(A) Increased production of ROS was measured using the H2DCFDA technique by flow cytometry. (B) Acridine orange fluorescence micrographs in curcumin and DMSO treated PC3 cells. (C) LC3B II protein expression analyzed by western blot. D. Total protein expression by india ink staining. Statistical significance between Curcumin and DMSO was determined by unpaired t-test, ** p≤0.01, **** p≤0.0001.

It is generally accepted that ROS induce autophagy [23], considered as a tumor suppressor mechanism by preventing ROS accumulation through elimination of damaged mitochondria. However, under prolonged or severe ER stress, apoptosis can be prompted by autophagy. To evaluate if curcumin induces autophagy, PC3 cells were treated with 5μg/mL curcumin for 72 hours and stained with acridine orange (Fig 4B). Induction of autophagy by curcumin was indicated by increased acridine orange staining due to lysosomal acidity. To confirm curcumin-induced autophagic activity, western blotting technique was used by assessing LC3B expression, a common autophagic marker. An increased level of LC3B expression with a peak percent in the range of over 80% was detected in curcumin treated PC3 cells when compared to approximately 15% in DMSO (Fig 4C, p value ≤ 0.0001).

Overall, these findings, together with the results described above, correlate with the upregulation of pro-apoptotic markers PARP and caspases 3, 9 and 12, that in turn support this study hypothesis, indicating that curcumin induces a chronic ER stress mediated cell death and activates cell cycle arrest, UPR, autophagy and oxidative stress responses.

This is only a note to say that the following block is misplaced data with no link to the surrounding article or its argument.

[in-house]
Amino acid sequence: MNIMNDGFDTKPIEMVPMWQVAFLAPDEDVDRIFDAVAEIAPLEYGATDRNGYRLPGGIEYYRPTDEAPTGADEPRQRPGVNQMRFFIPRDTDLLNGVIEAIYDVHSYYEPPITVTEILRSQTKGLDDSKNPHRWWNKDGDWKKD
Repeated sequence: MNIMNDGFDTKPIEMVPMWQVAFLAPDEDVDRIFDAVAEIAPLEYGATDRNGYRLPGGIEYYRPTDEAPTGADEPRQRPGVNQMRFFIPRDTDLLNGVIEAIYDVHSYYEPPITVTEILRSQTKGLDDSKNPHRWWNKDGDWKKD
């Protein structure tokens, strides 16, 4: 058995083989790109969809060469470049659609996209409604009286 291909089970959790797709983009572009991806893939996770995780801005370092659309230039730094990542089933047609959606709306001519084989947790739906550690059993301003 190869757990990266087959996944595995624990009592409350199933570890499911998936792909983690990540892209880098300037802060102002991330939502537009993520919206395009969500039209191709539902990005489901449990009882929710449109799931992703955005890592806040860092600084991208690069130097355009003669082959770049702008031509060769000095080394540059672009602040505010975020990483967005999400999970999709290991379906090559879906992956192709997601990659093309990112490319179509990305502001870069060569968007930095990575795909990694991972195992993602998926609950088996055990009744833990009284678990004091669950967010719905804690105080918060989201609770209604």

Anti-cancer therapies, such as chemotherapy and radiation, among others, have been shown to be aggressive approaches for treating cancer. In this study, nearly 50% of cells treated with 5 μg/ml curcumin lost viability in highly metastatic prostate cancer cells (PC3). Curcumin inhibited the growth of PC3 cells and induced a chronic ER stress and oxidative species dependent responses promoting cell death. Accumulation of misfolded proteins in the ER can disrupt ER function resulting in ER stress. The Unfolded Protein Response (UPR) functions as a cytoprotective mechanism aimed at decreasing the levels of unfolded proteins and coordinating the induction of ER chaperones with decreased protein synthesis and cell cycle growth arrest in the G1 phase. UPR activation of PERK may result in translational repression of cyclin D1, a protein required for cell cycle progression through the G1 phase, via eIF2α phosphorylation [24]. The cell cycle analysis depicted in Fig 1C revealed that curcumin caused a G0/G1 phase cell cycle arrest in PC3. Furthermore, the isobaric TMT labeling-based proteomic quantification revealed that ERp29 was overexpressed in curcumin treated cells. ERp29 is linked to PERK activation and eIF2α phosphorylation resulting in cell cycle inhibition and tumor suppression [25]. Not surprisingly, quantitative proteomic results indicate that CDK1, a key regulator of cell division, migration and inducer of mitotic cell cycle progression, was downregulated to possibly prevent cell proliferation and promote apoptosis [26, 27]. Moreover, PPP1CA, regulator of cell cycle progression and proliferation, was downregulated by -1.35-fold in curcumin treated cells [28, 29]. Thus, our results suggest that curcumin induced an UPR prompting G0/G1 cell cycle arrest.